Content is "portable" if you can read it easily on any device (it has portability), whether it's a large desktop screen or a tiny phone screen in the palm of your hand. Text should be comfortable to read, images should not be bigger than your screen, and all visible parts of the page should be fully functional, and in the right place.
Trying to read a page that was perfected for a large desktop screen on your phone can be very frustrating. If content was not designed with that type of use in mind, your smartphone screen will be bad at interpreting and displaying the page in a readable format. It is simply the wrong tool for the job - and with smartphones becoming more and more users' screen of choice, content needs to learn how to work with all devices.
What makes a page portable?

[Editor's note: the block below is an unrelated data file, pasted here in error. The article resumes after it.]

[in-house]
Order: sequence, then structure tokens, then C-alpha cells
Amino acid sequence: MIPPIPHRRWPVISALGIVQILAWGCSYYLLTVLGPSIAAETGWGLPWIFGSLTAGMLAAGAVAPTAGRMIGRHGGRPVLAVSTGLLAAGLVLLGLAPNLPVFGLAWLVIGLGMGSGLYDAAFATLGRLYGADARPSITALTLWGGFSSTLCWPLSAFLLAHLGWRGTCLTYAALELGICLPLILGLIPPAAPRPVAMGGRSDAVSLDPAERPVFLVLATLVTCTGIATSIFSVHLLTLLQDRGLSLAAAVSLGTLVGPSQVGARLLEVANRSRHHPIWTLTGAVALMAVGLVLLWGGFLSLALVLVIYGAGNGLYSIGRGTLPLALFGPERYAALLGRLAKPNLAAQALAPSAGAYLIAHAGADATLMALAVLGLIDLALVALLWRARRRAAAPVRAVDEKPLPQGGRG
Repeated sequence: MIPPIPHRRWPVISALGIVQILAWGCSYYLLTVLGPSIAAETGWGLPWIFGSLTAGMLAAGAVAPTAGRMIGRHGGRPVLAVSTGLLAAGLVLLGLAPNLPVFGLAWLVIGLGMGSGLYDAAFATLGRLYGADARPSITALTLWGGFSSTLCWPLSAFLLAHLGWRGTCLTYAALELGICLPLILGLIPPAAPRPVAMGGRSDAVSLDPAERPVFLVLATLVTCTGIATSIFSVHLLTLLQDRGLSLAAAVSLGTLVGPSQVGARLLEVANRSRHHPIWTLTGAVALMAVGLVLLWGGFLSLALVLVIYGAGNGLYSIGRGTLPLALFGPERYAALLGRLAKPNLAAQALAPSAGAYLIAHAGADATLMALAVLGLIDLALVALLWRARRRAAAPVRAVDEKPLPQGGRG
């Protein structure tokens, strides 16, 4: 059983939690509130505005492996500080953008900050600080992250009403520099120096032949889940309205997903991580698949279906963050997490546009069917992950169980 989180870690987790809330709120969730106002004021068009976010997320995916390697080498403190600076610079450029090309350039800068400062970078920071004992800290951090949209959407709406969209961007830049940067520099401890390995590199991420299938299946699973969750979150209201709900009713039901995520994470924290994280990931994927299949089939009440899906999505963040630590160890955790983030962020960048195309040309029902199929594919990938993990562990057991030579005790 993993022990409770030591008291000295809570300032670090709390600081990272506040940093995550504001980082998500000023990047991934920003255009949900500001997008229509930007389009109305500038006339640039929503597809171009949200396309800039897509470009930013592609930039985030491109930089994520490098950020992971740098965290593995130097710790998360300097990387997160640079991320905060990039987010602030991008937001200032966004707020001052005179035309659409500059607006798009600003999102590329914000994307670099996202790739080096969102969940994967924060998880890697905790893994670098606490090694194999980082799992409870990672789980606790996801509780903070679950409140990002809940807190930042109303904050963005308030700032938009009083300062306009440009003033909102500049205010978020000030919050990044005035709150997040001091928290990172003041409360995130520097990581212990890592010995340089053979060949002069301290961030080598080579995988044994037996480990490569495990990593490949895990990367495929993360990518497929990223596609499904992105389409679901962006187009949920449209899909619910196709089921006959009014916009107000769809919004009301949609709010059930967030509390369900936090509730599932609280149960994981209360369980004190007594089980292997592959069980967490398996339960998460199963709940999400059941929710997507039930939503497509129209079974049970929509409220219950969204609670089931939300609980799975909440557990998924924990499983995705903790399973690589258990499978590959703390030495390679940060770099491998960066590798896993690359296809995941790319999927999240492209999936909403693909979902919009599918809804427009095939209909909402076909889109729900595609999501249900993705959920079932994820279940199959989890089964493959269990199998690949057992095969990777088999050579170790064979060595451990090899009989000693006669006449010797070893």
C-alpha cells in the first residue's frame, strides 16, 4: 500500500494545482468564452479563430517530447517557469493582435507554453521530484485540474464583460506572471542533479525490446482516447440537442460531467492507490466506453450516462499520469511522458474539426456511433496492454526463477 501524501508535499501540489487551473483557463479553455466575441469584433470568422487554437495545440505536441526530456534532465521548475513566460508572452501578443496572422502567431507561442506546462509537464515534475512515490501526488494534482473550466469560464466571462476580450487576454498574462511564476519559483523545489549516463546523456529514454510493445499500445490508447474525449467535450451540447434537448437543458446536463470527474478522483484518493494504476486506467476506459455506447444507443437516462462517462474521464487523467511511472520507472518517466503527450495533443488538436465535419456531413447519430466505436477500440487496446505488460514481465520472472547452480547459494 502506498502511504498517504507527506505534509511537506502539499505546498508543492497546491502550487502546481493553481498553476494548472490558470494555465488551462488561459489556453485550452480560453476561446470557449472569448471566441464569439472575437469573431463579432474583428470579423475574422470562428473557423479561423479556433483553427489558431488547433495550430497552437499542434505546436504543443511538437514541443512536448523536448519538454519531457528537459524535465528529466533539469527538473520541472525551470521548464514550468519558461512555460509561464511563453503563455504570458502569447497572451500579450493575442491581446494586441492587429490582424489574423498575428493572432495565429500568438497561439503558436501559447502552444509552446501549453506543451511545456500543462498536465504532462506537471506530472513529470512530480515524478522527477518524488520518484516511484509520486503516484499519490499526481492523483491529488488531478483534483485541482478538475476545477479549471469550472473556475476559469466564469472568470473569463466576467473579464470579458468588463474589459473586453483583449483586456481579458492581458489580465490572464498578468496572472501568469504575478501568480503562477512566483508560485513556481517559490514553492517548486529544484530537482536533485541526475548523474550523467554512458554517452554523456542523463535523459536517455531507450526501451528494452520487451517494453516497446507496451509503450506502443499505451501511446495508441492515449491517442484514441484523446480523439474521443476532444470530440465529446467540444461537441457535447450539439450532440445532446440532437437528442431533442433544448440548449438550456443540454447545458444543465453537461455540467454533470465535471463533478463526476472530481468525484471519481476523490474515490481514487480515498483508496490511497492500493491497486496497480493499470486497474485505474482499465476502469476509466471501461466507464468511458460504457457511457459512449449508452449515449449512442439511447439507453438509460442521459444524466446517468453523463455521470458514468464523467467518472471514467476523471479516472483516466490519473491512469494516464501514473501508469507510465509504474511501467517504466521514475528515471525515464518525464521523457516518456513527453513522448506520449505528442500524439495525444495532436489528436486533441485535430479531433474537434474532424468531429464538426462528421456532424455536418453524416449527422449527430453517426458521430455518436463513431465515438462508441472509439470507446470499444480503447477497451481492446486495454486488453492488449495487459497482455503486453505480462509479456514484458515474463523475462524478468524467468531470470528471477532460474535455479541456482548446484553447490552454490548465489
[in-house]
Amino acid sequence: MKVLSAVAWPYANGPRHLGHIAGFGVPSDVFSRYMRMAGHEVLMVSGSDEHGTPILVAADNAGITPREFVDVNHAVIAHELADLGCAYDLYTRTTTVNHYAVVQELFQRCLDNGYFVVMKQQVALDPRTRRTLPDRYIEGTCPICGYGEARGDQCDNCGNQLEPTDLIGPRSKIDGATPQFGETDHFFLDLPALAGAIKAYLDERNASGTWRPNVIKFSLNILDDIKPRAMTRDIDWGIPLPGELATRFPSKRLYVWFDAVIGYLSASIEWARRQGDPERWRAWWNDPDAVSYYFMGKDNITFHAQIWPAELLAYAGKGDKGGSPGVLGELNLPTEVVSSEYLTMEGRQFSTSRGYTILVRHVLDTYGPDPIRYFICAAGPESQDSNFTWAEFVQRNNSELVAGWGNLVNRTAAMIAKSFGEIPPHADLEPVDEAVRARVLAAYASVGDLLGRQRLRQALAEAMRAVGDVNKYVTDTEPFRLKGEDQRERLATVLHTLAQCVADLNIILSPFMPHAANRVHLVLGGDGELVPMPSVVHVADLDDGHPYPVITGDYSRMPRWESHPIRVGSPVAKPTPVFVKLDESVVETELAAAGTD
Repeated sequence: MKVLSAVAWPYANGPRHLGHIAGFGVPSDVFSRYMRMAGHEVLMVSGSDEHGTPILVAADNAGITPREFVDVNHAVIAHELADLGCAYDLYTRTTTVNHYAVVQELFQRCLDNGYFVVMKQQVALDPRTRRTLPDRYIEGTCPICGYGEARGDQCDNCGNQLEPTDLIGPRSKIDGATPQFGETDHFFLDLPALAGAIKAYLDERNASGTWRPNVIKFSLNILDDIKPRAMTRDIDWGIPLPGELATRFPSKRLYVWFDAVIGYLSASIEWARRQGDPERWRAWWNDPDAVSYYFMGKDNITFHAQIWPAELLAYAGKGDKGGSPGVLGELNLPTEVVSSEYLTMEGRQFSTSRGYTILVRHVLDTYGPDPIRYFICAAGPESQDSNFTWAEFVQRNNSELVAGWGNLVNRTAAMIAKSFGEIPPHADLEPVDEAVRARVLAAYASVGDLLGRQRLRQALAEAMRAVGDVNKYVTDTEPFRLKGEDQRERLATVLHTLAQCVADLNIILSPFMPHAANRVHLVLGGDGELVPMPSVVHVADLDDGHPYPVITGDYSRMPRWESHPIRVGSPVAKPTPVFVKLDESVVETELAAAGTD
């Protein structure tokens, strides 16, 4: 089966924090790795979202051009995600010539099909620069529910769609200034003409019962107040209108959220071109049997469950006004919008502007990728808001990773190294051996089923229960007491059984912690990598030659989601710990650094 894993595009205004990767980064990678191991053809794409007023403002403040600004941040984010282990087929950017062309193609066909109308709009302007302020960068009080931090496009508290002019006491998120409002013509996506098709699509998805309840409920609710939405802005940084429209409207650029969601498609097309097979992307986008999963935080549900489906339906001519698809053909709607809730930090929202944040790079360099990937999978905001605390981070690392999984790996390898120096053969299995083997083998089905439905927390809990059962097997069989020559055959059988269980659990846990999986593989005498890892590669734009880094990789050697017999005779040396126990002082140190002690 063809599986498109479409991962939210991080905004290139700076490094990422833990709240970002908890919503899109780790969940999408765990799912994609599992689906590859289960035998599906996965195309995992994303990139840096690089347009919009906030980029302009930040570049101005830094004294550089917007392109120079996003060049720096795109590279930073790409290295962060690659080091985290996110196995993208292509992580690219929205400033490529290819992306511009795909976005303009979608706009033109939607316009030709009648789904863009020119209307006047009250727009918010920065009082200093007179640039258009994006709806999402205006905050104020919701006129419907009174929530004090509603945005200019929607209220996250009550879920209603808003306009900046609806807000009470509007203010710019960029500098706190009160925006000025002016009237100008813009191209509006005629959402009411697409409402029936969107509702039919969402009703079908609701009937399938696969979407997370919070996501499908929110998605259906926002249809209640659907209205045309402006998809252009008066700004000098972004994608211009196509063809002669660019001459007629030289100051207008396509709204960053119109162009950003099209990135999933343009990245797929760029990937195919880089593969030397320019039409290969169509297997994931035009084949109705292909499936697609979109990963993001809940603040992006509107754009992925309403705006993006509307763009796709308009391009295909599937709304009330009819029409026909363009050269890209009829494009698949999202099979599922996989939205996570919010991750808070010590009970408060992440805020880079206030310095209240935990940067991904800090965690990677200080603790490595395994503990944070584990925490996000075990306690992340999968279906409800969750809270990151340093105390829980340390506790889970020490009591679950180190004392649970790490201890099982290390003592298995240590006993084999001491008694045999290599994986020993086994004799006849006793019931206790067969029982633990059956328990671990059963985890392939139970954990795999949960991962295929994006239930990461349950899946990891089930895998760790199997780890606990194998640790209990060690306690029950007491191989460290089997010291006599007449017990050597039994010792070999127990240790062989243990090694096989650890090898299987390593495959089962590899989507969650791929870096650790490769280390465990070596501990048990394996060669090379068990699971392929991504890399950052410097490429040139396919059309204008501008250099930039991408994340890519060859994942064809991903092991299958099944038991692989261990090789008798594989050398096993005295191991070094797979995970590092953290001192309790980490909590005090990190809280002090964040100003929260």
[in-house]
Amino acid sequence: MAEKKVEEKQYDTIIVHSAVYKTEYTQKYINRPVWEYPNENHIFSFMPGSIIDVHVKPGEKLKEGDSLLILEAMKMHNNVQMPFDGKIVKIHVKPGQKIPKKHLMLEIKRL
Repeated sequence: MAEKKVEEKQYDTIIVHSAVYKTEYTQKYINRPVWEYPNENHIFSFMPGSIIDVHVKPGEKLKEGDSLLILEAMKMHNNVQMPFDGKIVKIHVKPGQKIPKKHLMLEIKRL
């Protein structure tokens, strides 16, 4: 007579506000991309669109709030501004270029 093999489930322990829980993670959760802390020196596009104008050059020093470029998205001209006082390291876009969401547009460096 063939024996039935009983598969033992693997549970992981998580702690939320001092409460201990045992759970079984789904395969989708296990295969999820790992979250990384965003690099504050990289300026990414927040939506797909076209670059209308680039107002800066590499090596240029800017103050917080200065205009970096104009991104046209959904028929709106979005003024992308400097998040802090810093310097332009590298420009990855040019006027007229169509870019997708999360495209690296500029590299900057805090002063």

Portable pages are built in a way that allows any device to distinguish between what is styling and formatting information, and what is actual content. That way, the device can ignore the styling and formatting info it can't interpret, and display the content in a way that fits its screen. For example, lines of text will only be as wide as your screen, and not flow outside of it.
Images and other elements can move below or above text if there's not enough space next to the text, and a wide navigation bar at the top of a page can turn into a dropdown menu instead. To achieve this, editors need to avoid inline-styling, forced widths for images and other page elements, forced line breaks, and similar non-content information that specifies exactly how a page should look like - because that information may just be ignored or misinterpreted by mobile devices.
Want to make your content portable?
There are a number of changes you can make to your wiki's content to make it easier to read for your visitors.
- Main article: Check if your content has portability issues
- Main article: How to fix portability issues